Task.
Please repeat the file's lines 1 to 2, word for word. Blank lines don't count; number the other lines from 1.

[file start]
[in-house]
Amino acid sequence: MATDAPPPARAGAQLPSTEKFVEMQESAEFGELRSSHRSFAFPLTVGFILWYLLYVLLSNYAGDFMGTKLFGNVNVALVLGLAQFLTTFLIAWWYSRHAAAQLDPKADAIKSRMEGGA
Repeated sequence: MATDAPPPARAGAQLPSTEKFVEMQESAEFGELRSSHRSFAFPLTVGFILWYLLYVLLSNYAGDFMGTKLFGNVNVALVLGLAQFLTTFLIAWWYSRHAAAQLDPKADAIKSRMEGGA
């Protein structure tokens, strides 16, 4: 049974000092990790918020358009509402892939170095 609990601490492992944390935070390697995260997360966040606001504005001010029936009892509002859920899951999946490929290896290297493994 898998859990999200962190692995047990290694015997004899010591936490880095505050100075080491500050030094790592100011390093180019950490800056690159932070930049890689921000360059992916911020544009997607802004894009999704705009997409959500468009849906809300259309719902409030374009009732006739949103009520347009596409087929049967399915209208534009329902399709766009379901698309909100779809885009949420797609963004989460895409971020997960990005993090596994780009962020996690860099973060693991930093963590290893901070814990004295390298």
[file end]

[in-house]
Amino acid sequence: MATDAPPPARAGAQLPSTEKFVEMQESAEFGELRSSHRSFAFPLTVGFILWYLLYVLLSNYAGDFMGTKLFGNVNVALVLGLAQFLTTFLIAWWYSRHAAAQLDPKADAIKSRMEGGA